A research report was released this week from the Pew Internet & American Life Project called Teens and Sexting, authored by Amanda Lenhart, Senior Research Specialist for Pew.
Theres been a lot of speculation about how much this phenomenon is happening, but this report focused on WHYthe scenarios and attitudes that lead to sending provocative sexual images by phone. Lenhart identifies three primary scenarios:
1. Exchanges of images solely between two romantic partners
2. Exchanges between partners that are then shared outside the relationship
3. Exchanges between people who are not yet in a relationship, but where often one person hopes to be.
Teens attitudes toward the practice are fairly widespread, though quotes like this from a 9th/10th grade boy offer a lot of material for good conversations:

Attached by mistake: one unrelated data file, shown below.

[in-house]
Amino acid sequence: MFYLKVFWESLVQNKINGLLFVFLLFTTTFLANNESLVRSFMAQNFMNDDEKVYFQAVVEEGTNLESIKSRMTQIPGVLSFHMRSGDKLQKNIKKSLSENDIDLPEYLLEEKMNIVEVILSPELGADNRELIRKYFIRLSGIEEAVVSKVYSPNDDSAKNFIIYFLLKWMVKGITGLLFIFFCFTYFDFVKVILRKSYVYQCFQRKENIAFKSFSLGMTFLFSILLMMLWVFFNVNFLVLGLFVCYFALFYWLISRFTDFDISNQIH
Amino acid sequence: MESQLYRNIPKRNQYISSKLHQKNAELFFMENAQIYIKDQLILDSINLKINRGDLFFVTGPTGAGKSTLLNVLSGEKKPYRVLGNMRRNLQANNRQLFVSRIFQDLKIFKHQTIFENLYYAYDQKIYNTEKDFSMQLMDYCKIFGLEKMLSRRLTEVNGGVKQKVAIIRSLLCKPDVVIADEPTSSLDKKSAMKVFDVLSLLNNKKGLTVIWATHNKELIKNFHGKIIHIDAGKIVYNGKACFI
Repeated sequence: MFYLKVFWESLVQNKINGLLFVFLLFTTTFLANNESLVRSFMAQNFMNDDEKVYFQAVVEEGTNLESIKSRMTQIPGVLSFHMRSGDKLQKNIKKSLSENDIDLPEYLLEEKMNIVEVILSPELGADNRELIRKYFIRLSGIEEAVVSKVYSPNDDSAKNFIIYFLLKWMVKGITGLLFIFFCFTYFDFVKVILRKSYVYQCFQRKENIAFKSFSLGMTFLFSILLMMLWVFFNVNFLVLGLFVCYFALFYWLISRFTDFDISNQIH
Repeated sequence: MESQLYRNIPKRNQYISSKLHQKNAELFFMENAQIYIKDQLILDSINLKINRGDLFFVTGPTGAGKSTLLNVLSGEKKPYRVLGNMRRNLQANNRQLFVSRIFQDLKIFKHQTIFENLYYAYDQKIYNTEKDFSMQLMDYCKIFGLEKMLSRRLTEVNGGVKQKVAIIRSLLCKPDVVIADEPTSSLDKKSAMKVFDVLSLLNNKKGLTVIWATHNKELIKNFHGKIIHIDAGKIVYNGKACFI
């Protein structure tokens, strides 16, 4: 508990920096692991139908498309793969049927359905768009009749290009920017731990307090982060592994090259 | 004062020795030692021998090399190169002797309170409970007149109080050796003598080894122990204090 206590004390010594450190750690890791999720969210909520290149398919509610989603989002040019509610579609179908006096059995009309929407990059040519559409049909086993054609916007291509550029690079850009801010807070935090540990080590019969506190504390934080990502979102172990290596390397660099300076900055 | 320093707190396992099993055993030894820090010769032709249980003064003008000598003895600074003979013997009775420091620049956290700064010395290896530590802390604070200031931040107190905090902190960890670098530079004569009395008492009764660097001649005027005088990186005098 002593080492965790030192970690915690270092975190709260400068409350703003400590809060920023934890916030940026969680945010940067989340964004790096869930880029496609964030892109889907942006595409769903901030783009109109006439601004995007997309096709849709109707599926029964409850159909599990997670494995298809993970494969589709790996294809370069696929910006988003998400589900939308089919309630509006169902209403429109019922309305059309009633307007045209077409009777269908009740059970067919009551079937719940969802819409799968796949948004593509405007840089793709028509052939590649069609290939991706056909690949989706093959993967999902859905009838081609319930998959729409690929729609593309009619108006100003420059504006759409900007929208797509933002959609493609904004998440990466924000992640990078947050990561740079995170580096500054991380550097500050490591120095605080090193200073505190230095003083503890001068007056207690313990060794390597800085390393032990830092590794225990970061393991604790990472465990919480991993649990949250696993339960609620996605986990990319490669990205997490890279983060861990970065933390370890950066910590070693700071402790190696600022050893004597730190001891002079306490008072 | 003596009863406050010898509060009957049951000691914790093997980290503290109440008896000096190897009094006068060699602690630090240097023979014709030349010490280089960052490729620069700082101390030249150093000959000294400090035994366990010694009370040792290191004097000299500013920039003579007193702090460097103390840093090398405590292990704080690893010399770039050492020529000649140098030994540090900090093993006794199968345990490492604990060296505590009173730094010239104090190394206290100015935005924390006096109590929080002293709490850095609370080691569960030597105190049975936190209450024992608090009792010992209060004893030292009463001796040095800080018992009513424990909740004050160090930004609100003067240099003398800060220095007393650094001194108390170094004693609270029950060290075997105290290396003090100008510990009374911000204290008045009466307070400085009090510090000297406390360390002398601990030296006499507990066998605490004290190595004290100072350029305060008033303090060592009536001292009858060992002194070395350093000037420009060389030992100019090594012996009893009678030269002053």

No, [its not a big deal] we are not having sex, we are sexting. Its not against my religion or anything.
Here are two really interesting quotes from Lenhart herself about the role sexting is taking among adolescents:
Teens explained to us how sexually suggestive images have become a form of relationship currency. These images are shared as a part of or instead of sexual activity, or as a way of starting or maintaining a relationship with a significant other. And they are also passed along to friends for their entertainment value, as a joke or for fun.
The desire for risk-taking and sexual exploration during the teenage years combined with a constant connection via mobile devices creates a perfect storm for sexting. Teenagers have always grappled with issues around sex and relationships, but their coming-of-age mistakes and transgressions have never been so easily transmitted and archived for others to see.
Read the Full Report
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